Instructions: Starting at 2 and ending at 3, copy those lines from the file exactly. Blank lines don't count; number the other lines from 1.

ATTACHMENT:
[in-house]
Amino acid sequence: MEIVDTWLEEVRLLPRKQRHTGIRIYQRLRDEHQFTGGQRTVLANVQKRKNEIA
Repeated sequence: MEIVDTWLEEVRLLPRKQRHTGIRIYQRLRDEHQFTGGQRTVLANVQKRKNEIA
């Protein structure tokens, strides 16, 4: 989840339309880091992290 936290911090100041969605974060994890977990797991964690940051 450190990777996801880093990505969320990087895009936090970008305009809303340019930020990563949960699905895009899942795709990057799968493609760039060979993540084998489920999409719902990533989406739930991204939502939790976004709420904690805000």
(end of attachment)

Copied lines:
Amino acid sequence: MEIVDTWLEEVRLLPRKQRHTGIRIYQRLRDEHQFTGGQRTVLANVQKRKNEIA
Repeated sequence: MEIVDTWLEEVRLLPRKQRHTGIRIYQRLRDEHQFTGGQRTVLANVQKRKNEIA